• Please locate ALL Interest received on ALL Bank Accounts – the ATO now receives this information from all Financial Institutions.  Whilst I can obtain copies also, it is best to keep all your Bank Statements and/or it may be possible to obtain these interest amounts via your Internet Banking.

Donations:

  • Give some thought to perhaps making that long overdue donation before 30 June.  Donations made before 30 June can be claimed this year and as these generally result in a tax refund to you, this can be “returned” to you in your Tax refund shortly after lodging your return, otherwise you will have to wait another 12 months or more for the refund.

Dry Cleaning:

  • Perhaps that last minute dry cleaning of your work uniform/protective clothing.  Please ensure the Dry Cleaner notes the receipt as “Work Clothes”.

Motor Vehicle and Travel:

  • Work related motor vehicle expenses – please note the destination and odometer readings in your Diary or your log-book. You can also calculate the distances travelled using Google Maps or Whereis.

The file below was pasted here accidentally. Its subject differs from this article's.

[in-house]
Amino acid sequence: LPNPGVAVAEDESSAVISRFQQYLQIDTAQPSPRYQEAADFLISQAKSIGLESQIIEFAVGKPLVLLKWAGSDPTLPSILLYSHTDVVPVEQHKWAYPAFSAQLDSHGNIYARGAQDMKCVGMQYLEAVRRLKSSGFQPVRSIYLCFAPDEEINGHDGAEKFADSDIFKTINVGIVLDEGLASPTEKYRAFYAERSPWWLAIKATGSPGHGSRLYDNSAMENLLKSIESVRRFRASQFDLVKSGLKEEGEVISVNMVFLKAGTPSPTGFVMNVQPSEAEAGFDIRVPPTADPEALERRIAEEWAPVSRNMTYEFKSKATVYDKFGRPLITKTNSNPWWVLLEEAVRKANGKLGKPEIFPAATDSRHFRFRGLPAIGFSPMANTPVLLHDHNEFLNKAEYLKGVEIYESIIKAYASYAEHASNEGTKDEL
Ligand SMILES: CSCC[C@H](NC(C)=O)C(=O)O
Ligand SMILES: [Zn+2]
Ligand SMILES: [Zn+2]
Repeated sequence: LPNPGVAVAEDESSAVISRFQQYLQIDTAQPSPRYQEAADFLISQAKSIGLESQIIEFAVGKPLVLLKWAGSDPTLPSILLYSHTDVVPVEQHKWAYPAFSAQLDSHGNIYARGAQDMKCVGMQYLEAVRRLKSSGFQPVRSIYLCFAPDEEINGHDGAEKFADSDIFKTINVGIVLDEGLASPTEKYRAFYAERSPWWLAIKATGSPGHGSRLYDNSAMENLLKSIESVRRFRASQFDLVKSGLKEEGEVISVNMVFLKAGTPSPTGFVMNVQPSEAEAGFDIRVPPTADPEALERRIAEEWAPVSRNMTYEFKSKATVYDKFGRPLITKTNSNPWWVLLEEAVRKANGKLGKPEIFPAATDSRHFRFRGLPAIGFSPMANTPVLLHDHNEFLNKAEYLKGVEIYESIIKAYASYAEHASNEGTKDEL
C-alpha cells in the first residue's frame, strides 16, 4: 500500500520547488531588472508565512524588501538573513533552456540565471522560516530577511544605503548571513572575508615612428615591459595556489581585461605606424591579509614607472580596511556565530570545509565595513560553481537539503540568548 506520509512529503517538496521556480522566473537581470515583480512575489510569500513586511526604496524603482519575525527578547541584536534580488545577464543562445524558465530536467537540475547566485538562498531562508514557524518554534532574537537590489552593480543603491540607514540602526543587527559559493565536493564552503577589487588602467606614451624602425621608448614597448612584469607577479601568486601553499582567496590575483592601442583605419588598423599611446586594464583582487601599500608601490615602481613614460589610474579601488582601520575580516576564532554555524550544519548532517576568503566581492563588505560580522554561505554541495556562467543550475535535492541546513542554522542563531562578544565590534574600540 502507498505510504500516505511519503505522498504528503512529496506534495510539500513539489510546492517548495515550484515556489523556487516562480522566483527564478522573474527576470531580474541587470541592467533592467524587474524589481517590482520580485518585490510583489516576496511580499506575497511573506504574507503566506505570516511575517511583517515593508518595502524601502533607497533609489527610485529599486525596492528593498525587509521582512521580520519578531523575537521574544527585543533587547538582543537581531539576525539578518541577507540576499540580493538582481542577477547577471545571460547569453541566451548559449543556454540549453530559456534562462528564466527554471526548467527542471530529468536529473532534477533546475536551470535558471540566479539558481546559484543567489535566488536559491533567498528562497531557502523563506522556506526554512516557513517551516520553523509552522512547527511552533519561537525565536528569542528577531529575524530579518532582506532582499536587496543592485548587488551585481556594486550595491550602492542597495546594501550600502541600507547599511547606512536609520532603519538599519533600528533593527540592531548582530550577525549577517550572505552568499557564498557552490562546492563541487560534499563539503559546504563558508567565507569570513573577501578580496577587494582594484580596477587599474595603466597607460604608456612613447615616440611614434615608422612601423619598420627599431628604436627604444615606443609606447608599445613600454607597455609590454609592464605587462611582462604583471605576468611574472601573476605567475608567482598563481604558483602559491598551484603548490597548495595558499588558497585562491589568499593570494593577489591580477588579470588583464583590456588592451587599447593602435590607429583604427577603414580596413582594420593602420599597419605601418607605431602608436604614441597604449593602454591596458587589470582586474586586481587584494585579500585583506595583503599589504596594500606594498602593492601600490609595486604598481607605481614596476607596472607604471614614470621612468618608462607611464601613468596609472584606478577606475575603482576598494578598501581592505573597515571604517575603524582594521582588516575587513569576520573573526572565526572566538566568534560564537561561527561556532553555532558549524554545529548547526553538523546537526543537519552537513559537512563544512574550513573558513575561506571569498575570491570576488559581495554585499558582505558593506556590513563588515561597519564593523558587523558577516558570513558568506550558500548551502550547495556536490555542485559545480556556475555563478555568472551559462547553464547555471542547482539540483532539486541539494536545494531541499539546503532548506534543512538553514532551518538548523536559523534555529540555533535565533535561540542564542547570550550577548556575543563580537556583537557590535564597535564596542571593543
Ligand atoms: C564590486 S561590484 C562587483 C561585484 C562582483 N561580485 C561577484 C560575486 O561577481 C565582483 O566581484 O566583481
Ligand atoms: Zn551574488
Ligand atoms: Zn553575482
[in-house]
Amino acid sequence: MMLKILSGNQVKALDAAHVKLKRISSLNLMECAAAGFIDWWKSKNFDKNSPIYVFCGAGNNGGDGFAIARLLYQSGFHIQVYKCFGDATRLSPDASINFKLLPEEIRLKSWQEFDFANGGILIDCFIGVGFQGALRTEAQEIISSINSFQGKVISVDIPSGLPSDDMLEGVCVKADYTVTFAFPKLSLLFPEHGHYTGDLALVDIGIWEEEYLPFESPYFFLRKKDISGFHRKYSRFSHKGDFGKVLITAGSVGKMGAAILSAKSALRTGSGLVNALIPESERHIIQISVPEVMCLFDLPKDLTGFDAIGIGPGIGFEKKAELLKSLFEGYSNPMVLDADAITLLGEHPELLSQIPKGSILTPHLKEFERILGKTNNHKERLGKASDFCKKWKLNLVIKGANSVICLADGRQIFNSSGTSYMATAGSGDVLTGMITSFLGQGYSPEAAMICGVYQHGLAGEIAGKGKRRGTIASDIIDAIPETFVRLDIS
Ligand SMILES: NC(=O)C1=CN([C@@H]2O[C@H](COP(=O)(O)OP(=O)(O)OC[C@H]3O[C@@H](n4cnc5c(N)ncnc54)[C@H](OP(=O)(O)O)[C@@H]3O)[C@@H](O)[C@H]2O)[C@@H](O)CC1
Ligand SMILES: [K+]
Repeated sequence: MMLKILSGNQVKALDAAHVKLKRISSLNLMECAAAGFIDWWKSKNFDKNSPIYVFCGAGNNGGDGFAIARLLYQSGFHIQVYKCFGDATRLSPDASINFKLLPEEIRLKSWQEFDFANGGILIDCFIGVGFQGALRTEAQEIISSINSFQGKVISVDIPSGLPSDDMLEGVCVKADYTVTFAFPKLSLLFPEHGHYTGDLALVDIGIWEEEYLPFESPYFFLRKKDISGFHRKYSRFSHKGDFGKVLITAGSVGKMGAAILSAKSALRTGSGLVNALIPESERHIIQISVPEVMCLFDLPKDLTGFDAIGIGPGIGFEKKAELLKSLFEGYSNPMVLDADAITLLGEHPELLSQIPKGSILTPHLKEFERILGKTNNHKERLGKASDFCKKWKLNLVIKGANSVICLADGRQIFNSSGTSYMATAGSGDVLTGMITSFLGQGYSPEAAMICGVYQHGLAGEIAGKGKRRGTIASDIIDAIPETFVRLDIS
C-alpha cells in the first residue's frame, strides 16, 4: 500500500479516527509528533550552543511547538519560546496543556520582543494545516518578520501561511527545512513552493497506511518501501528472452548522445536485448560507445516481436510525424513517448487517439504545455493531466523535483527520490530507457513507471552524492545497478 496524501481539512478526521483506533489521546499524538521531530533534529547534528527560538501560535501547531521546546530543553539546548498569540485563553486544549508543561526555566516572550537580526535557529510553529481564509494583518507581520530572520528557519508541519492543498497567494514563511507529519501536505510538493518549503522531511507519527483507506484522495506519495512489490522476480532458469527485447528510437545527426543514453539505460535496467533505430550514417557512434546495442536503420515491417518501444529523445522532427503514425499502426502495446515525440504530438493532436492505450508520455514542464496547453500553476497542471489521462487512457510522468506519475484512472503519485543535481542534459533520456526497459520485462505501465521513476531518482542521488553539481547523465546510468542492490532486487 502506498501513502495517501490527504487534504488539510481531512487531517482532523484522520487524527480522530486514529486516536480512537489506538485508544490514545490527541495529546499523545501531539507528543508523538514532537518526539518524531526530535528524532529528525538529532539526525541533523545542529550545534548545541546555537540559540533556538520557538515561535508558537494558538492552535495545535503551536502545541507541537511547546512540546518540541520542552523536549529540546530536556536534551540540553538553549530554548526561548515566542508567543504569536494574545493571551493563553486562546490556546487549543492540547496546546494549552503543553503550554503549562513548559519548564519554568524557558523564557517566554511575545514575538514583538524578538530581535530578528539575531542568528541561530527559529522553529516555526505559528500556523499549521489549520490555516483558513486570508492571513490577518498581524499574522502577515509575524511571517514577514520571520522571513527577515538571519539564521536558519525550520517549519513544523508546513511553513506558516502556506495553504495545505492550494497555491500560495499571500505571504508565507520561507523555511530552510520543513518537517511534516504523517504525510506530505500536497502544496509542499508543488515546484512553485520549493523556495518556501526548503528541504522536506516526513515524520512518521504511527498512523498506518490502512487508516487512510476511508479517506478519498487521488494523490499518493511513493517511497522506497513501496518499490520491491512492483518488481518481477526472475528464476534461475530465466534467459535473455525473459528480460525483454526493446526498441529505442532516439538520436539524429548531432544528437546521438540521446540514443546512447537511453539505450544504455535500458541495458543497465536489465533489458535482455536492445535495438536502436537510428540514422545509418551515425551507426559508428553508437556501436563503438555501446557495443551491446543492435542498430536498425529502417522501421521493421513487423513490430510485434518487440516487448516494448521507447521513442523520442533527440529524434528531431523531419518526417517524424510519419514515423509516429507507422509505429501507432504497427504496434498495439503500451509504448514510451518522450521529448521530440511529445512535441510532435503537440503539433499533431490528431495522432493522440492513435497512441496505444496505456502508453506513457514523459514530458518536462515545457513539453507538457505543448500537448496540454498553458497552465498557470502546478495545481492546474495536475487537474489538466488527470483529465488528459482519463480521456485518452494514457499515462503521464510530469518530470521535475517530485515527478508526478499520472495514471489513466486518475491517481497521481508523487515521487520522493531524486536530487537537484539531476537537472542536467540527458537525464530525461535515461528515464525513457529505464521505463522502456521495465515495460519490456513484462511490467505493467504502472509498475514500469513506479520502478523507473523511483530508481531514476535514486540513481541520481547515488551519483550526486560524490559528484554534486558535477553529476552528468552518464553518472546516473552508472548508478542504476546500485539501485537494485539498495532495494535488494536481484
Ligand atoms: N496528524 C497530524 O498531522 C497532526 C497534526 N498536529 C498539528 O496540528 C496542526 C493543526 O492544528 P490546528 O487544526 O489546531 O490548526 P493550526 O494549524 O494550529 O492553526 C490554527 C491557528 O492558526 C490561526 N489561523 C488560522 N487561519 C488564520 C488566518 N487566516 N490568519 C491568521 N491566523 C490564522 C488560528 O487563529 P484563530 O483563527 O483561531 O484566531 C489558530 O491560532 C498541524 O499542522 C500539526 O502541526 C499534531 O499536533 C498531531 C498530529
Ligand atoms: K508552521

• Work related travel – train/bus fares, tolls, accommodation and some meals can be claimed – please note in your diary and keep your receipt(s).

Other Expenses:

  • If you are not sure, please ask but nevertheless, KEEP ALL YOUR RECEIPTS!!!
In the past, the ATO has been slow at updating individuals’ tax reports. As such, I suggest you make appointments to complete your 2017 tax returns on and from say, 25 July, 2017. Please feel free to contact Bronwen or myself during normal business hours and I look forward to seeing you all shortly.

ATO now forwarding Tax Debts to Credit Reporting / Collection Agencies

The Tax Office introduced a new piece of legislation just before the end of 2016, allowing them to pass on the details of certain Tax Debts to Credit Agencies such as Equifax.  This news needs to be treated with some alarm as being referred to a Credit Agency can make it difficult for businesses (and individuals) to obtain credit in the future.

This does not affect everyone with a tax debt.  The legislation only allows the ATO to pass on a debt if it meets the following conditions:

  • The client is a SME (small to medium enterprise);
  • The tax debt is over $10,000 and more than 90 days overdue;
  • The tax debt is not in dispute; and/or
  • A payment plan has not been arranged.

So, if you’ve been in touch with the ATO to dispute your debt or arrange a payment plan, this won’t apply to you.

If you do meet the above criteria and think your tax debt may be passed on to a Credit Reporting / Collection Agency, please contact us immediately.  We can help you perhaps arrange payment terms with the ATO that could avoid adversely affecting your credit rating.